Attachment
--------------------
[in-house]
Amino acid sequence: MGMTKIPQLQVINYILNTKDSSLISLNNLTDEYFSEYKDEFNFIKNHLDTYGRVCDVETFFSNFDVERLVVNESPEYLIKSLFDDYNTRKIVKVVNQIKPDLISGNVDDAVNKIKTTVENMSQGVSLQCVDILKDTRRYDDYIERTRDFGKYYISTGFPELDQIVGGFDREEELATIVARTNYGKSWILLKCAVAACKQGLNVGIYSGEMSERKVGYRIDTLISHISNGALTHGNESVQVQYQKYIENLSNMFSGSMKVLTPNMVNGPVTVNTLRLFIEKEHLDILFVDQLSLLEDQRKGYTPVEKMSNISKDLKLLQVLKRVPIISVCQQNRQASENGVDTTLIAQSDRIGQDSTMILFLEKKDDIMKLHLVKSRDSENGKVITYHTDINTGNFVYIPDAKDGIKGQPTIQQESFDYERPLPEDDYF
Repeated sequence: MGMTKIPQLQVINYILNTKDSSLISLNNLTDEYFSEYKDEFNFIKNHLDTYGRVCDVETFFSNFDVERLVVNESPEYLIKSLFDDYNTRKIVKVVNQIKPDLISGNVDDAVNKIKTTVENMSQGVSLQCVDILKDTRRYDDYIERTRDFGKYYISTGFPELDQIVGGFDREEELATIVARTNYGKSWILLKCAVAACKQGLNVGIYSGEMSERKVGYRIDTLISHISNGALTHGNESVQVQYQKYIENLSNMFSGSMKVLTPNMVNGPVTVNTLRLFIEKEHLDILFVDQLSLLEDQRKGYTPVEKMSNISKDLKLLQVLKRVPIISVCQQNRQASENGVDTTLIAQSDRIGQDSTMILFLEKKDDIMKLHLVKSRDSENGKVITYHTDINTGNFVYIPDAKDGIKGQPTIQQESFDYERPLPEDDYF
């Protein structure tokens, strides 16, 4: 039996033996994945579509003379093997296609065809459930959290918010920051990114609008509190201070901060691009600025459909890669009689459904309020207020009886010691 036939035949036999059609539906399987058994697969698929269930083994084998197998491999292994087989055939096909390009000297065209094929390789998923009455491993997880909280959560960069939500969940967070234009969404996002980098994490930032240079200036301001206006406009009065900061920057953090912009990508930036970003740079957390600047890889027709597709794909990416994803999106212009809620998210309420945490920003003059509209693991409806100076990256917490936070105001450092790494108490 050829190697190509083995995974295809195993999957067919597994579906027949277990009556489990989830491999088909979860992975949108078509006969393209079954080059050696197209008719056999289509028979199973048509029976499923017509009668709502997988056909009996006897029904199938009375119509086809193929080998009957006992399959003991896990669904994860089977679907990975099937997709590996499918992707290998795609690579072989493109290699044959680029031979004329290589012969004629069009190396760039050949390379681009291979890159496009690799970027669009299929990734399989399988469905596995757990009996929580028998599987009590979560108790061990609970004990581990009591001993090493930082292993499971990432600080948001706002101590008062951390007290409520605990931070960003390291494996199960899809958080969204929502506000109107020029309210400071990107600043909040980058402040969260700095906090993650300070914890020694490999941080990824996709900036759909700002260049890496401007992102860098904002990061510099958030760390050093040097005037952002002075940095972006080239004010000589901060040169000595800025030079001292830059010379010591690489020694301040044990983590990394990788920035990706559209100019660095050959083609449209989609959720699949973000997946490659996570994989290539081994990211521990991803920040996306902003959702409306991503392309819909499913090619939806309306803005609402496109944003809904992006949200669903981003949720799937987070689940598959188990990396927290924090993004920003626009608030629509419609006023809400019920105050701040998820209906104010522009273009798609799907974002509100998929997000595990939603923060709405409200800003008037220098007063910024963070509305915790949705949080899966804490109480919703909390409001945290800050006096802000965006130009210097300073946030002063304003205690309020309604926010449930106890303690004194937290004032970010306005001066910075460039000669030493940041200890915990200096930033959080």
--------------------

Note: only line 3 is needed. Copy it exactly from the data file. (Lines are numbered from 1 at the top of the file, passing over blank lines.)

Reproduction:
Repeated sequence: MGMTKIPQLQVINYILNTKDSSLISLNNLTDEYFSEYKDEFNFIKNHLDTYGRVCDVETFFSNFDVERLVVNESPEYLIKSLFDDYNTRKIVKVVNQIKPDLISGNVDDAVNKIKTTVENMSQGVSLQCVDILKDTRRYDDYIERTRDFGKYYISTGFPELDQIVGGFDREEELATIVARTNYGKSWILLKCAVAACKQGLNVGIYSGEMSERKVGYRIDTLISHISNGALTHGNESVQVQYQKYIENLSNMFSGSMKVLTPNMVNGPVTVNTLRLFIEKEHLDILFVDQLSLLEDQRKGYTPVEKMSNISKDLKLLQVLKRVPIISVCQQNRQASENGVDTTLIAQSDRIGQDSTMILFLEKKDDIMKLHLVKSRDSENGKVITYHTDINTGNFVYIPDAKDGIKGQPTIQQESFDYERPLPEDDYF